Anyway, part of the delay in rolling out helium drives has been time spent developing and mass-producing a VERY gas-tight enclosure for them.
I hope you're joking.
Hard drives cannot run in vacuum because their operation relies on the Bernoulli Effect: a cushioning phenomenon that occurs with gases even at tiny gaps (like the infinitesimal gaps between hard drive platters and hard drive heads). Thing is, the Bernoulli Effect relies on there being a gas to work. Vacuum is the lack of gas, see?
The idea here is that helium, in contrast to say nitrogen, is a lot better gas to work with aerodynamically (it's not only atomic number 2, but as a noble gas, it exists atomically in contrast to nitrogen which normally exists as a gas in diatomic molecules--paired up--doubling its molecular weight). Catch is, helium is SO small you need special handling to keep it from getting away (as it's small enough to pass through gaps in otherwise-solid materials).
But OTOH if they raise prices too high, people don't buy, so the ad buyers can put pressure on the media outlet to cut rates. It's one thing to pay $3B for exclusive media rights. It's another to find ad buyers willing to pay through the nose for ads when they're under pressure to keep their own prices down.
"Why should freight be carried from New York to Chicago by railroads when we could employ enormously more men, for example, to carry it all on their backs?"
The same reason nonliving cars replaced horses: the little matter called upkeep.
Because 9 times out of 10, what's the purpose of a purpose? Indeed, of ANY enterprise? To make money for the owner(s). Otherwise, why do it at all? It's simple human condition, really, and it would be hard to envision any way to change that behavior: not even using the law (since being monied, they could just decide to up and move away).
Not as difficult as you think. Most houses they just need to get to the doorstep. As for the rest, things can adapt. Blocks can perhaps have a dedicated person/robot (either way specialized for that location) to do the last bits from a common receiving area.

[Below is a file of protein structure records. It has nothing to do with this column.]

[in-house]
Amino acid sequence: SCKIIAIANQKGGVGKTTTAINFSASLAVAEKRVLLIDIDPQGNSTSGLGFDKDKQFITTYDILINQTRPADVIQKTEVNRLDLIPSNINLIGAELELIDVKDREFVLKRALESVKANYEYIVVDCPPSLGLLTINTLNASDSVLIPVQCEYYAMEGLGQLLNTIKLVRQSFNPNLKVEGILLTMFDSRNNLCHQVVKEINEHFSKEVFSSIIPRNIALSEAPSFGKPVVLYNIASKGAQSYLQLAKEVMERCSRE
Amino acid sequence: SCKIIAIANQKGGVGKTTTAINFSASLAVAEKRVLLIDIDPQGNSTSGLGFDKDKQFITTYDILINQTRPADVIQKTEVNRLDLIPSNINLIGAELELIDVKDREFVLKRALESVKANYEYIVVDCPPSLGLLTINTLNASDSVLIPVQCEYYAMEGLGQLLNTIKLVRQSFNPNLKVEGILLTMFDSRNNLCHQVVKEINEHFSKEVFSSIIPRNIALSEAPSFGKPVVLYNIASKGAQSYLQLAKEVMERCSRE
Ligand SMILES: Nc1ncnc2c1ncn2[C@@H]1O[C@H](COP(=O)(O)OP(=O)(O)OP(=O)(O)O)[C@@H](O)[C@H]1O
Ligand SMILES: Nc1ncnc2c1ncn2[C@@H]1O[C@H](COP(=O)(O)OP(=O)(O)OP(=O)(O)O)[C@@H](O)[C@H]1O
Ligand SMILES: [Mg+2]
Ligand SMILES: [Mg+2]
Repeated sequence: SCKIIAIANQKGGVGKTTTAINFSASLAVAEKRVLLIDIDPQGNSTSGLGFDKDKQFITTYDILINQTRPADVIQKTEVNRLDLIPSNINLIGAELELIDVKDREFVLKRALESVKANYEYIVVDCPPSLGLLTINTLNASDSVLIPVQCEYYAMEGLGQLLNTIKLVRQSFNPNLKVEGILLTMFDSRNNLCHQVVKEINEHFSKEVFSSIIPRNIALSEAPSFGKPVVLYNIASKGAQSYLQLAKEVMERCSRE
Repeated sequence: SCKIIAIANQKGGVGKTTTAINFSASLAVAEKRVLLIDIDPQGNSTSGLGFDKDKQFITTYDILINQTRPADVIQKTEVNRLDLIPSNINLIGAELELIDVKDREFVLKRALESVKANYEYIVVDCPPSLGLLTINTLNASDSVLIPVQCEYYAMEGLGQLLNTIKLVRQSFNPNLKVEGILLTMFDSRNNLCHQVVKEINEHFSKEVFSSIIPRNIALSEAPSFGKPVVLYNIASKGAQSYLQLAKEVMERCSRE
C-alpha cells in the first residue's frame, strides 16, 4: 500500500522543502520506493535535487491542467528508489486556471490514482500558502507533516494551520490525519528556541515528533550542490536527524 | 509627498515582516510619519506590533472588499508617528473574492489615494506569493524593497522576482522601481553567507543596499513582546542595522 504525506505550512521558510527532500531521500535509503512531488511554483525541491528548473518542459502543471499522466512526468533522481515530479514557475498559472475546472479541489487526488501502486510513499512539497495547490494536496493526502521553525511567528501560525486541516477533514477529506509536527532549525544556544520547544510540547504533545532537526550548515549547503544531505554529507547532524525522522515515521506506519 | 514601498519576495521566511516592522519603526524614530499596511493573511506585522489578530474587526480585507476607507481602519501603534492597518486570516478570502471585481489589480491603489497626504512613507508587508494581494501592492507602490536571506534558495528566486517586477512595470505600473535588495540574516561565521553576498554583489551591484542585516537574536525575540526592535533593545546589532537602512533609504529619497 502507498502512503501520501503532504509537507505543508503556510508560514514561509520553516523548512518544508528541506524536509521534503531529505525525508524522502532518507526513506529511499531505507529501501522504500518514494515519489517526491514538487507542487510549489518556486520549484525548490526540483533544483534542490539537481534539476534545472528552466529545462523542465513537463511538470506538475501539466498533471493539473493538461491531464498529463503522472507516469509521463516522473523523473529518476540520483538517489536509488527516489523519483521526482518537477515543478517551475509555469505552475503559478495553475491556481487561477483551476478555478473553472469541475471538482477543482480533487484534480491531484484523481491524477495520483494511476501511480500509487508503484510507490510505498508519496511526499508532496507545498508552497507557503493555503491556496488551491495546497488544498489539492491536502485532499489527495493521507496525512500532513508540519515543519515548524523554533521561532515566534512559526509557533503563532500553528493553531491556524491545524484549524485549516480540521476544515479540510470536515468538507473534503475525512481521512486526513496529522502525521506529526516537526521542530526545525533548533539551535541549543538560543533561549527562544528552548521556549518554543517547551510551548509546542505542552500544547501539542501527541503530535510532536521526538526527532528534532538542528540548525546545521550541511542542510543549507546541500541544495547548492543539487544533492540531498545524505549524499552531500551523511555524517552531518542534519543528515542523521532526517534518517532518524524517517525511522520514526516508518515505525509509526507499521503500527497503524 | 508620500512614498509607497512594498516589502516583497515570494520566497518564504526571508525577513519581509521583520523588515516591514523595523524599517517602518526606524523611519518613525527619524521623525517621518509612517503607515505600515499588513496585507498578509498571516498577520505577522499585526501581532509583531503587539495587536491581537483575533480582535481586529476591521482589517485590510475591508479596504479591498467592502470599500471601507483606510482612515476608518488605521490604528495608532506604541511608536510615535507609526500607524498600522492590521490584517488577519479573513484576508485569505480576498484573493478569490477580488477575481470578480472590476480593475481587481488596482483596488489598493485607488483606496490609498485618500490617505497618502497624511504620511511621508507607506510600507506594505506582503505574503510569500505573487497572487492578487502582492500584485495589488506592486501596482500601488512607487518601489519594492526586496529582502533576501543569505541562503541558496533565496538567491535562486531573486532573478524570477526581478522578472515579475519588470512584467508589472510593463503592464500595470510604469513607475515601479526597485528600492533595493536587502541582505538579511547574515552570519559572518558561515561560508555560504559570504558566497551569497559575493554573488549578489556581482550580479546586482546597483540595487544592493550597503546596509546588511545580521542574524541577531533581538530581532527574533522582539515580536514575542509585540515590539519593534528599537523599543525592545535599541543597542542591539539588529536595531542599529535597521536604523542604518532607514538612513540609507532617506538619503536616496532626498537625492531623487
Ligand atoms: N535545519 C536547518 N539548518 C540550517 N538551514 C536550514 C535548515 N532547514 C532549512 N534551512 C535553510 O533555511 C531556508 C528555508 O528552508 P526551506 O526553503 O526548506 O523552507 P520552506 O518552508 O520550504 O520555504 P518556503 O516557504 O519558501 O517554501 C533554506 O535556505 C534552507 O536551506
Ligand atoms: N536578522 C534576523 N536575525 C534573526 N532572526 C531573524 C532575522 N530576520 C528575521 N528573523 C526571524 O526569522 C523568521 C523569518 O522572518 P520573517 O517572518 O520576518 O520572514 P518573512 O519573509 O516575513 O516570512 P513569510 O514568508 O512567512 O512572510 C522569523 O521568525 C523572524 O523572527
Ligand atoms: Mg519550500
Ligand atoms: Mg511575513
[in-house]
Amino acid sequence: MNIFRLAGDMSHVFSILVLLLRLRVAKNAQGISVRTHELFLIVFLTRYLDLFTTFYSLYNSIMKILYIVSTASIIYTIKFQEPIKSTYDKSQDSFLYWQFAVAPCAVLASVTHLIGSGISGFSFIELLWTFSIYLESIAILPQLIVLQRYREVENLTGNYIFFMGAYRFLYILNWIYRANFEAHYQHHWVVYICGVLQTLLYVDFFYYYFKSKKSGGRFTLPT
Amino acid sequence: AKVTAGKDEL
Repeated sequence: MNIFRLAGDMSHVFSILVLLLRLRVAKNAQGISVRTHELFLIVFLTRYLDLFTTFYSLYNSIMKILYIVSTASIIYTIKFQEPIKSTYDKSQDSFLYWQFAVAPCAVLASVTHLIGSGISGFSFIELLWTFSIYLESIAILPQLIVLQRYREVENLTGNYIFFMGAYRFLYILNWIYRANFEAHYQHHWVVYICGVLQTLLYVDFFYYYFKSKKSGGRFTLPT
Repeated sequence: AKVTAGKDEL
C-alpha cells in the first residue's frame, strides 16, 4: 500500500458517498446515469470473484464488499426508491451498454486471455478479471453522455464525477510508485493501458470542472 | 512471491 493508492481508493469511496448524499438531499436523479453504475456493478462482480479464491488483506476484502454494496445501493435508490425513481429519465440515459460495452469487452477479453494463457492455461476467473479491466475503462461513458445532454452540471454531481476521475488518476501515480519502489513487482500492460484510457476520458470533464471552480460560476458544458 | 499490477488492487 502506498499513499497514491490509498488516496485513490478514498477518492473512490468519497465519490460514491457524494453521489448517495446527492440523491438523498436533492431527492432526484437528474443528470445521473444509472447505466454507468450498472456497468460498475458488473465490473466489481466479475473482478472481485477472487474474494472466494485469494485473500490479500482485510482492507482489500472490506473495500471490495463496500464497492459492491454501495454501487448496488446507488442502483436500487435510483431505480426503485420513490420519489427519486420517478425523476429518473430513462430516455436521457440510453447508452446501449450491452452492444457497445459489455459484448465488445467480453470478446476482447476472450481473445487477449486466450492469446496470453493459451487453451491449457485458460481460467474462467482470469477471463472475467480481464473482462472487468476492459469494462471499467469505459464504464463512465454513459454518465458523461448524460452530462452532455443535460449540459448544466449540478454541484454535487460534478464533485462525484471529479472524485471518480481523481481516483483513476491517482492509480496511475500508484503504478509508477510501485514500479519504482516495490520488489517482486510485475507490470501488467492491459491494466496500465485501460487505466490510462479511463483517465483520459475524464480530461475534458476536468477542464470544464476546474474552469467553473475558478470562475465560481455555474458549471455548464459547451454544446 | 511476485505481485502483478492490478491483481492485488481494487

Who gives a damn? You get the picture anyway: 1, 2, or 3 items. It's just like how "Where you at?" has become a tagline; as you say, it's about communication, and since humans are involved, things change. For exmaple, is it "jail" or "gaol"?
Thing is, you can't discount a sudden, catastrophic breach. What then?
"Human Resources - aka cheap labor"
The US is already over-provisioned there, and the problem's only gonna get worse. The US needs fewer people, not more.
I don't think the US is treating Bitcoin as a currency per se. They just consider it a tradable good or commodity, much like a foreign currency. They know it's there, they know people sometimes handle it, but it's not the norm within the US, so at some point you have to get it back to dollars, and once that happens, it's back in their control and they can go from there.
So they're not so much legalizing it as simply lumping it together with all the other foreign currencies out there. It's not legal tender in the US (only the dollar; that's specified by law), but you can pass it around like scrip if it's your bag.
"If the mafia decide to only trade in "mafia bucks", does it make their trade exempt from tax?"
Where would their mafia bucks come from, then? And how do they turn around and use it to acquire real-world goods? At SOME point, you're going to have to go back to government-backed currency to interact with the real world, and THAT'S when they get you.